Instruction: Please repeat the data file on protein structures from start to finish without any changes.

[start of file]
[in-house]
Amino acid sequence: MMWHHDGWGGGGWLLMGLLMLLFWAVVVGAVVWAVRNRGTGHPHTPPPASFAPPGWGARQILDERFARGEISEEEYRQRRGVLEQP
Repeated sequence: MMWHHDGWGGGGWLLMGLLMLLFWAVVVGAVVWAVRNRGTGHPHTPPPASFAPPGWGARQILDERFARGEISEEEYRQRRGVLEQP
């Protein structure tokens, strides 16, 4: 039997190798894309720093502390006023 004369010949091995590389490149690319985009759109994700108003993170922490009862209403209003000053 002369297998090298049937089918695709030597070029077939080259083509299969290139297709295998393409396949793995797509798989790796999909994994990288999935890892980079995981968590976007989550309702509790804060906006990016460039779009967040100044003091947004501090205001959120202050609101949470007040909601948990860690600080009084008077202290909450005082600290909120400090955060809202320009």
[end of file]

[in-house]
Amino acid sequence: MMWHHDGWGGGGWLLMGLLMLLFWAVVVGAVVWAVRNRGTGHPHTPPPASFAPPGWGARQILDERFARGEISEEEYRQRRGVLEQP
Repeated sequence: MMWHHDGWGGGGWLLMGLLMLLFWAVVVGAVVWAVRNRGTGHPHTPPPASFAPPGWGARQILDERFARGEISEEEYRQRRGVLEQP
């Protein structure tokens, strides 16, 4: 039997190798894309720093502390006023 004369010949091995590389490149690319985009759109994700108003993170922490009862209403209003000053 002369297998090298049937089918695709030597070029077939080259083509299969290139297709295998393409396949793995797509798989790796999909994994990288999935890892980079995981968590976007989550309702509790804060906006990016460039779009967040100044003091947004501090205001959120202050609101949470007040909601948990860690600080009084008077202290909450005082600290909120400090955060809202320009």